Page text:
The Death Penalty
Debate Rounds (3)
The death penalty, in my opinion, is wrong, and my reasoning for this is simple; it is just not logical. For example, it is very expensive. Although keeping people in jail for life sentances is also expensive, killing people costs hundreds of thousands of dollars. The amnesty international site shows that a legislative audit shows that the median cost of killing somebody is much more expensive than giving them a life sentance in many states of the United States of America (http://www.amnestyusa.org...). A search on google will give many results showing the greater cost as well, if the evidence provided is not sufficient.
If it is more cost effective to put them in a prison cell, surely it is more efficient all together. It could be argued that not killing a criminal means they are still a threat to society, and while this is true, there is always the risk of executing the wrong person, or executing someone who either:
1) Was not aware what they were doing or
2) Did not purposefully commit a crime worthy of the death penalty
A controversial case is the case of Kesley Patterson, who was executed in 2004, on the 18th of may, aged 50 years old. This report (http://www.txexecutions.org...) shows that Kesley had a severe mental condition. Kesley had, as the report shows, killed before and both times been sent to a mental hospital after being diagnosed with paranoid schizophrenia.
Another similar case is that of Dereck Bentley (http://en.wikipedia.org...). Dereck Bentley was only 19 when he was executed by hanging in the UK in 1953. However, Bentley had not directly killed anyone. He and his accomplice Chris Craig attempted burglary, in which Craig was armed with a gun and Bentley with a knife and spiked knuckle dusters, both given to him by Craig. A resident of a nearby house reported suspicious activity to the police, after sighting Bentley and Craig on the roof of the Barlow and Parker Company warehouse, and the police were subsequently called. To shorten the story, Craig killed Constable Sidney Miles, and recieved imprisonment (he was too young for the death penalty) while Bentley, who had supposedly said 'Let him have it' was hanged. Bentley had a very low mental age, as he suffered from concussion and brain damage, and many people did not believe he should be killed. Bentley was hanged, however, but more than 40 years later, his case was quashed by the Court of appeal. He would have been 65 years old, and likely still alive. This proves that, occasionally, somebody is killed when they have done nothing or little to be punished for.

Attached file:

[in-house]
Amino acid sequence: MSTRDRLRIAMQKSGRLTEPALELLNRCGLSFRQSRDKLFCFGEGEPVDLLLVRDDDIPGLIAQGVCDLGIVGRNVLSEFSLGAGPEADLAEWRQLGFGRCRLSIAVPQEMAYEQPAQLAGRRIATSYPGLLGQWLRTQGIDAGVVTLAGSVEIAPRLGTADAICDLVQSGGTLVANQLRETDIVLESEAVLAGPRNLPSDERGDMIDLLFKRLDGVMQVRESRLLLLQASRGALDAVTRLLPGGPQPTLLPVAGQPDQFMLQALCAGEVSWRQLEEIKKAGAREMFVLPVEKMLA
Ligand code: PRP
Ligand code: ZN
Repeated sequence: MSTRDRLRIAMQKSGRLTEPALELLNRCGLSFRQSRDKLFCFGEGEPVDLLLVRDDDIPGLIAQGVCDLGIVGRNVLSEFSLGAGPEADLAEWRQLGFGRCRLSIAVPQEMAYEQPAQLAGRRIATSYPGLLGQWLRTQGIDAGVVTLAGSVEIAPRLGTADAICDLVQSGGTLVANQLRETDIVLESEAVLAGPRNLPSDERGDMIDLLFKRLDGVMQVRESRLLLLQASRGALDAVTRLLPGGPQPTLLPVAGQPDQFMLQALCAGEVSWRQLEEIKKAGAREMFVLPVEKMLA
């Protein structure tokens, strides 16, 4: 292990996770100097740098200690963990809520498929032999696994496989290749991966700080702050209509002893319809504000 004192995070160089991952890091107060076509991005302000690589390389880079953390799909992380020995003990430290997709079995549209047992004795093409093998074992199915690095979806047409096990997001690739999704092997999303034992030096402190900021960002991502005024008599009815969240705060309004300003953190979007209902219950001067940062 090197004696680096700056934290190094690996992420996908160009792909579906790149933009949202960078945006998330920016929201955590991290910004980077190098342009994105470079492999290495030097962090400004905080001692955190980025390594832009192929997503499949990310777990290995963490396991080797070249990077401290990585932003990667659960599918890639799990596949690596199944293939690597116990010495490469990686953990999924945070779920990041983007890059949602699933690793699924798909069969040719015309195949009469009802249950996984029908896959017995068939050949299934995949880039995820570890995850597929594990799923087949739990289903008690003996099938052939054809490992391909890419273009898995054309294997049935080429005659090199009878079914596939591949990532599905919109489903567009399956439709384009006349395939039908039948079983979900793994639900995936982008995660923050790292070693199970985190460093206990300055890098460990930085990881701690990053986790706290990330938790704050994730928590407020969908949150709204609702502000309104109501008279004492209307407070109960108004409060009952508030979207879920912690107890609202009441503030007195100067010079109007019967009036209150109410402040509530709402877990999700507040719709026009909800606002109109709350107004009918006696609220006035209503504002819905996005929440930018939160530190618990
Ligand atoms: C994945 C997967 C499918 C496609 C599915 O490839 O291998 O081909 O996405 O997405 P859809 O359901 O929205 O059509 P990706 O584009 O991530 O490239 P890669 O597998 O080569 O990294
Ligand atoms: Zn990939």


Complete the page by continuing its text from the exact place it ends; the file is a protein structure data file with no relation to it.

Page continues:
http://oxforddictionaries.com...), and neither involves anything about killing people. The first definition, which is actually where the second definition originates, says, if you have not already read it, "Just behaviour or treatment". In my opinion, doing something to somebody that is what they have done to somebody else is not acceptable behaviour, especially in modern society. If somebody is accused of burglary, they are not burgled themselves. The same goes for (in the majority of HEDCs) sexual assault, trespassing or assault, amongst every other crime recognised by the law. While I understand that murder is much more serious, surely the same rule applies?
Another thing that should be taken into consideration is the message that is given off; most HEDCs around the world do not use the death penalty, such as in Europe -where only Belarus maintains the death penalty- has less murders per 100,000 inhabitants than areas in Africa that maintain it. The comparison can be made using the graph on this page: (http://fullfact.org...). The article reveals a lot as well. While the murder rates would be higher in some countries due to culture or poor application of law, countries that have the death penalty also often have a high murder rate, so it obviously does not act as a deterrent.
Obviously then, the death penalty rarely acts as a deterrent. If it does not act as a deterrent, is more expensive, has the possibility of murdering innocent people and is a more inhumane way of dealing with people, why is it still applied?
Killing someone who murders in the name of justice, surely contradicts the entire point of it? While I understand that the murderer is guilty of a crime that deserves to be punished, is killing them really justice, or is it just revenge? The small amount of benefits of the death penalty compared to the prison sentence, that is better in most factors, would suggest that it is. If someone is wrongly killed, and later found to be innocent, should the court and everybody else who was responsible for the death of this person be killed as well? Even if it is different to killing somebody in first degree murder, surely directly killing an innocent person should not be tolerated.
To summarise, I am against the death penalty because: It does not work as a deterrent (generally speaking), there is a risk of murdering an innocent person, there are other ways of dealing with criminals that offer larger benefits, it is expensive and it is not necessary in the modern world.
I would like to end by thanking Kkyhtthebaconking for providing me with an interesting first debate.
Kkyhtthebaconking forfeited this round.
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